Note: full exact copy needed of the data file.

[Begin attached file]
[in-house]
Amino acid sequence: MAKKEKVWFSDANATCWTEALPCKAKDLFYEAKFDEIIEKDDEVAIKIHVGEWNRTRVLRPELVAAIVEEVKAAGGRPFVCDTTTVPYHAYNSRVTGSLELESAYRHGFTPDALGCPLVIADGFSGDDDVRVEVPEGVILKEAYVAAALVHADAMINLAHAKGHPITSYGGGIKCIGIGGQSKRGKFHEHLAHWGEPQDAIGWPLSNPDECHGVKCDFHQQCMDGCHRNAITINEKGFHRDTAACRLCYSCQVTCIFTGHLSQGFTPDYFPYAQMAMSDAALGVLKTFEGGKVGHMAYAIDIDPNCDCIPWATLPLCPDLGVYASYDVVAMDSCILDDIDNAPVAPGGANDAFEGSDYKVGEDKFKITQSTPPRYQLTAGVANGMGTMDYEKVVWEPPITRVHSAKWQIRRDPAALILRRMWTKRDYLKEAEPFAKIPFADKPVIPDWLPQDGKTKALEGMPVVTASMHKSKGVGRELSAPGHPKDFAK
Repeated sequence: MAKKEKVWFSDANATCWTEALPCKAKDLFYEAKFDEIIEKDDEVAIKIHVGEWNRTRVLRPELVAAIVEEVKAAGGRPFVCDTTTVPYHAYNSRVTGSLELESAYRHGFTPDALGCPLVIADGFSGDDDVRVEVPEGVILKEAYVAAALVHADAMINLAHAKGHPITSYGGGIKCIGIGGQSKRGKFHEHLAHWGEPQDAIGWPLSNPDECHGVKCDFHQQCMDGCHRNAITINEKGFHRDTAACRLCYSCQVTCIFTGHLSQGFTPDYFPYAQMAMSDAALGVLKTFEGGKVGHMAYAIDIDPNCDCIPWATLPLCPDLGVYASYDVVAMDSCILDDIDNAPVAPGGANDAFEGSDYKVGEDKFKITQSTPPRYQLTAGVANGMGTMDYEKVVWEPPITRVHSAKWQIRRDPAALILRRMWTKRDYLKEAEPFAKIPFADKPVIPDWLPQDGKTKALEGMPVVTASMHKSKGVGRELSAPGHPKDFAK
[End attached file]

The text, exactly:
[in-house]
Amino acid sequence: MAKKEKVWFSDANATCWTEALPCKAKDLFYEAKFDEIIEKDDEVAIKIHVGEWNRTRVLRPELVAAIVEEVKAAGGRPFVCDTTTVPYHAYNSRVTGSLELESAYRHGFTPDALGCPLVIADGFSGDDDVRVEVPEGVILKEAYVAAALVHADAMINLAHAKGHPITSYGGGIKCIGIGGQSKRGKFHEHLAHWGEPQDAIGWPLSNPDECHGVKCDFHQQCMDGCHRNAITINEKGFHRDTAACRLCYSCQVTCIFTGHLSQGFTPDYFPYAQMAMSDAALGVLKTFEGGKVGHMAYAIDIDPNCDCIPWATLPLCPDLGVYASYDVVAMDSCILDDIDNAPVAPGGANDAFEGSDYKVGEDKFKITQSTPPRYQLTAGVANGMGTMDYEKVVWEPPITRVHSAKWQIRRDPAALILRRMWTKRDYLKEAEPFAKIPFADKPVIPDWLPQDGKTKALEGMPVVTASMHKSKGVGRELSAPGHPKDFAK
Repeated sequence: MAKKEKVWFSDANATCWTEALPCKAKDLFYEAKFDEIIEKDDEVAIKIHVGEWNRTRVLRPELVAAIVEEVKAAGGRPFVCDTTTVPYHAYNSRVTGSLELESAYRHGFTPDALGCPLVIADGFSGDDDVRVEVPEGVILKEAYVAAALVHADAMINLAHAKGHPITSYGGGIKCIGIGGQSKRGKFHEHLAHWGEPQDAIGWPLSNPDECHGVKCDFHQQCMDGCHRNAITINEKGFHRDTAACRLCYSCQVTCIFTGHLSQGFTPDYFPYAQMAMSDAALGVLKTFEGGKVGHMAYAIDIDPNCDCIPWATLPLCPDLGVYASYDVVAMDSCILDDIDNAPVAPGGANDAFEGSDYKVGEDKFKITQSTPPRYQLTAGVANGMGTMDYEKVVWEPPITRVHSAKWQIRRDPAALILRRMWTKRDYLKEAEPFAKIPFADKPVIPDWLPQDGKTKALEGMPVVTASMHKSKGVGRELSAPGHPKDFAK